The scene outside the Grand Lake Theatre before the premiere screening of Barbara Lee: Speaking Truth to Power” was so Oakland. Moviegoers waiting to enter the box office doors were approached by a handful of protestors who passed out literature. Because a Bay Area celebration of one of the most progressive members of Congress should naturally include grizzled activists with clipboards, tote bags, and a list of additional demands. It reinforced why Barbara Lee is loved by her district. Lee’s constituents feel their influence on her actions; hence the bumpersticker, “BARBARA LEE SPEAKS FOR ME.” Director Abby Ginzberg’s new documentary beautifully captures how Lee’s legacy is deeply rooted in our region’s unique political landscape.
The atmosphere inside the theater felt as festive as possible, given the worrying spread of the COVID-19 Delta variant. Local leaders of culture, small business, and government were in attendance. The fully masked crowd was a mix of constituents and celebrities, some dressed casually while others got fancy for the red carpet. Some guests huddled for photographers in the theater lobby. Colleagues and acquaintences cautiously reconnected as they tried to recognize each other’s covered faces.
Anchored in the Wake of the 9/11 Terror Attacks
On September 14, 2001, Lee’s political fame crystalized for most people when she cast the sole vote against Authorization for Use of Military Force of 2001, which grants the President power to go to war without congressional approval. Watching the film’s footage of Lee choking back tears of grief as she casts her vote still feels raw after all these years, especially considering the cousin of her Chief of Staff, Sandré Swanson, died on United flight 93.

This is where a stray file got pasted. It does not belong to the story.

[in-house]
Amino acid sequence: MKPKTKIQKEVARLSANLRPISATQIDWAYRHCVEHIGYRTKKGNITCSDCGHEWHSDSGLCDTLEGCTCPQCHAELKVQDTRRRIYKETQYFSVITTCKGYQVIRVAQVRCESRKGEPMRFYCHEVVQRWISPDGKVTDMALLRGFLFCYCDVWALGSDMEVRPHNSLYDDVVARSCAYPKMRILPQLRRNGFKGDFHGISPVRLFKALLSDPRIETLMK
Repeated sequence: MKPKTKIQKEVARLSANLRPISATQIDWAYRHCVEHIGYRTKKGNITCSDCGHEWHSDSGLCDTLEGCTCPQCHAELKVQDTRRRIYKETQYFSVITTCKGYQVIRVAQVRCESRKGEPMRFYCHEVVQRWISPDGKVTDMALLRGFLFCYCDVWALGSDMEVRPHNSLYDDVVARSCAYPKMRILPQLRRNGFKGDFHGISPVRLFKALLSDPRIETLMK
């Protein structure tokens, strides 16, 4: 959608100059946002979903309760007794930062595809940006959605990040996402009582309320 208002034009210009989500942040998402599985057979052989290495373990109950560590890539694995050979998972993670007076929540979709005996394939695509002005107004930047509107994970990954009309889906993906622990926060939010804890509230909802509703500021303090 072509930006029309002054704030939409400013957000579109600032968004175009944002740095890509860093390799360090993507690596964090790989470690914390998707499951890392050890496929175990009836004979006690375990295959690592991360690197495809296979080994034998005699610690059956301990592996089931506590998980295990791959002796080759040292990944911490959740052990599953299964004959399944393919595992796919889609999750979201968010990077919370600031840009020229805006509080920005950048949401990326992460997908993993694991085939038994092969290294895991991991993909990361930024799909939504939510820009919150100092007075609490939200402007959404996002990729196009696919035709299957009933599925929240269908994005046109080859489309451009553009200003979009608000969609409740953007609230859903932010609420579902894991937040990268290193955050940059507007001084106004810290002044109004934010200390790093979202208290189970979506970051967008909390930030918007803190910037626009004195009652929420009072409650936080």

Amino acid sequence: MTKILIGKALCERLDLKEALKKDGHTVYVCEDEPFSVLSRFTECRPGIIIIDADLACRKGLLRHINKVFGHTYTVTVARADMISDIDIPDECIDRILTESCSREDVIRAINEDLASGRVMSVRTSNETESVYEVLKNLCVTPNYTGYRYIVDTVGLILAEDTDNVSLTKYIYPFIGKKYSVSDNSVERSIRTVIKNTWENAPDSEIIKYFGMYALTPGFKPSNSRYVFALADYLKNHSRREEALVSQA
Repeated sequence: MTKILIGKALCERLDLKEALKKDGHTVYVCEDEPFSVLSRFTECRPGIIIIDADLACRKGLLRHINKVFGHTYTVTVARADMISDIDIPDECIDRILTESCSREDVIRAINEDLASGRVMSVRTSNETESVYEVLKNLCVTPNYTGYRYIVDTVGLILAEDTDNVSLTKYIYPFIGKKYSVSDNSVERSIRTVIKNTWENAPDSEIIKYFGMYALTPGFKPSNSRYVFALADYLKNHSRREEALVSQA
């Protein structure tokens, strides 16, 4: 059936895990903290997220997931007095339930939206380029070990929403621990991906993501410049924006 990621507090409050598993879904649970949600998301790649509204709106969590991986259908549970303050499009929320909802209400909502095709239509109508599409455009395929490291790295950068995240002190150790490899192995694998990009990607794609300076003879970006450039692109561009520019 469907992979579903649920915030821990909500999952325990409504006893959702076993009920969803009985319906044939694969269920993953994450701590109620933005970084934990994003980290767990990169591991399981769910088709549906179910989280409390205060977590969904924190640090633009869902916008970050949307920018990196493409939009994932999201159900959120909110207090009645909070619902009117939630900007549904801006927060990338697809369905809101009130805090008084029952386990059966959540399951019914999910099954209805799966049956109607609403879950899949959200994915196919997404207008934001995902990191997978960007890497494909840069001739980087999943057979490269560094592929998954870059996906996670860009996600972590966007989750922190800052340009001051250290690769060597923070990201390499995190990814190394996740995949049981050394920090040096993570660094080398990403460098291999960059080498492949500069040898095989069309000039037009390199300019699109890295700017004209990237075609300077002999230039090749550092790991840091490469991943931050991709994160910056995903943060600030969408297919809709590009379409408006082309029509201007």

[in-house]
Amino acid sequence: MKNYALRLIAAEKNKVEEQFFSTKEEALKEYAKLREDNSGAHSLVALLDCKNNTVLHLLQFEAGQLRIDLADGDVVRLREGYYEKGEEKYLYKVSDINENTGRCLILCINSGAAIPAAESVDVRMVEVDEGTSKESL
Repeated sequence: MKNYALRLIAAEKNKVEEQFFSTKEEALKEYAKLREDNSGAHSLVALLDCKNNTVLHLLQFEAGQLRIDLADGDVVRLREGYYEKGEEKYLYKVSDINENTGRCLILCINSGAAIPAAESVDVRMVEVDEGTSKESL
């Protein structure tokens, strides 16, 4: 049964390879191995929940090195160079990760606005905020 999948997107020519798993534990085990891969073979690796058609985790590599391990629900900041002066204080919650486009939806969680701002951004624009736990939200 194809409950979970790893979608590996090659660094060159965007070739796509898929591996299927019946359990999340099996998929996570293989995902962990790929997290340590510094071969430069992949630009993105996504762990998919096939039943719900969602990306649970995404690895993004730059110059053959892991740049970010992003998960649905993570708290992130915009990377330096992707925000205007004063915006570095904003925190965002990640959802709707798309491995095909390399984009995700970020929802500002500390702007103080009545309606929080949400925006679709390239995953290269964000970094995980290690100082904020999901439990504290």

The film also included footage of the 9/11 victims’ memorial service that took place the day prior to the vote. Clips of some of the war-mongering speeches were followed by Lee commenting how the vengeful tone of the service did not solemnly honor the lives lost. She shared that she knew she would vote no on the resolution during the service when a member of the clergy urged, “As we act, let us not become the evil that we deplore.” Lee famously repeated that plea when she cast her vote.
For Bay Area anti-war activists who marched during that era, the film’s trip down memory lane may feel extremely validating, infuriating, or both. Watching Civil Rights icon John Lewis say that he initially worried Lee had ended her career with the no vote, only to admit regretting his own vote decades later, is bittersweet (especially considering the long-serving Congressman passed away last year). The fact that another similar resolution passed the following year in enabling President George W. Bush to launch the war with Iraq in 2002 and that Lee has campaigned to repeal it every year since is a civics lesson in endurance.